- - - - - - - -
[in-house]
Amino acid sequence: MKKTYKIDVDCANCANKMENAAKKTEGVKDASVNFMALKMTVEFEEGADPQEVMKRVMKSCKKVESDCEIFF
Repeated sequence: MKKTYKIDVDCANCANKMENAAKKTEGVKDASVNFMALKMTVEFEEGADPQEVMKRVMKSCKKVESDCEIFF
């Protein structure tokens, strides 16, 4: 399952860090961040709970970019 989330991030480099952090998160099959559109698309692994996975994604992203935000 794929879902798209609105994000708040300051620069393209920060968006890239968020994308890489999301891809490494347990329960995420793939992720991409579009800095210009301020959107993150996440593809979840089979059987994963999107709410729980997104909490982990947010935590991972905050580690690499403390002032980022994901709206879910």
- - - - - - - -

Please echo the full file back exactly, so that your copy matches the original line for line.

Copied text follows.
[in-house]
Amino acid sequence: MKKTYKIDVDCANCANKMENAAKKTEGVKDASVNFMALKMTVEFEEGADPQEVMKRVMKSCKKVESDCEIFF
Repeated sequence: MKKTYKIDVDCANCANKMENAAKKTEGVKDASVNFMALKMTVEFEEGADPQEVMKRVMKSCKKVESDCEIFF
């Protein structure tokens, strides 16, 4: 399952860090961040709970970019 989330991030480099952090998160099959559109698309692994996975994604992203935000 794929879902798209609105994000708040300051620069393209920060968006890239968020994308890489999301891809490494347990329960995420793939992720991409579009800095210009301020959107993150996440593809979840089979059987994963999107709410729980997104909490982990947010935590991972905050580690690499403390002032980022994901709206879910």